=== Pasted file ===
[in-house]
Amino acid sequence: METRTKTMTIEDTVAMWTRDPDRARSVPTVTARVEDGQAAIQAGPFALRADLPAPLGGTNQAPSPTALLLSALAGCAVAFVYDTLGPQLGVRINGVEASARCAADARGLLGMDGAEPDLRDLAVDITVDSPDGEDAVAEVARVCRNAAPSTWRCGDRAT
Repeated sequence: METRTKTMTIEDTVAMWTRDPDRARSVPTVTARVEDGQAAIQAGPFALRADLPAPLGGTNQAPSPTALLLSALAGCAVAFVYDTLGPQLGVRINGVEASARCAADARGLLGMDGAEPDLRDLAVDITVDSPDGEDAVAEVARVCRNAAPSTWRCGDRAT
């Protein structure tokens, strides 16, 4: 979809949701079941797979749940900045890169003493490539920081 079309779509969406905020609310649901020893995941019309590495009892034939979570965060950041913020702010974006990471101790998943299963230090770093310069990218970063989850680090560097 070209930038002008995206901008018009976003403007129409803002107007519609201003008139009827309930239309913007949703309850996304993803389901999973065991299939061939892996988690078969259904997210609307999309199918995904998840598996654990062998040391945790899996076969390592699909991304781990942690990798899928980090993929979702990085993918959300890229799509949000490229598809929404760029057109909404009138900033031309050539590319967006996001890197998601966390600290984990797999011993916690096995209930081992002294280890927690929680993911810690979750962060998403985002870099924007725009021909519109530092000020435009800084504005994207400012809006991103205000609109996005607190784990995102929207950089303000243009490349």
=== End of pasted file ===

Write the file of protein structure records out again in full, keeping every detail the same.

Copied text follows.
[in-house]
Amino acid sequence: METRTKTMTIEDTVAMWTRDPDRARSVPTVTARVEDGQAAIQAGPFALRADLPAPLGGTNQAPSPTALLLSALAGCAVAFVYDTLGPQLGVRINGVEASARCAADARGLLGMDGAEPDLRDLAVDITVDSPDGEDAVAEVARVCRNAAPSTWRCGDRAT
Repeated sequence: METRTKTMTIEDTVAMWTRDPDRARSVPTVTARVEDGQAAIQAGPFALRADLPAPLGGTNQAPSPTALLLSALAGCAVAFVYDTLGPQLGVRINGVEASARCAADARGLLGMDGAEPDLRDLAVDITVDSPDGEDAVAEVARVCRNAAPSTWRCGDRAT
């Protein structure tokens, strides 16, 4: 979809949701079941797979749940900045890169003493490539920081 079309779509969406905020609310649901020893995941019309590495009892034939979570965060950041913020702010974006990471101790998943299963230090770093310069990218970063989850680090560097 070209930038002008995206901008018009976003403007129409803002107007519609201003008139009827309930239309913007949703309850996304993803389901999973065991299939061939892996988690078969259904997210609307999309199918995904998840598996654990062998040391945790899996076969390592699909991304781990942690990798899928980090993929979702990085993918959300890229799509949000490229598809929404760029057109909404009138900033031309050539590319967006996001890197998601966390600290984990797999011993916690096995209930081992002294280890927690929680993911810690979750962060998403985002870099924007725009021909519109530092000020435009800084504005994207400012809006991103205000609109996005607190784990995102929207950089303000243009490349």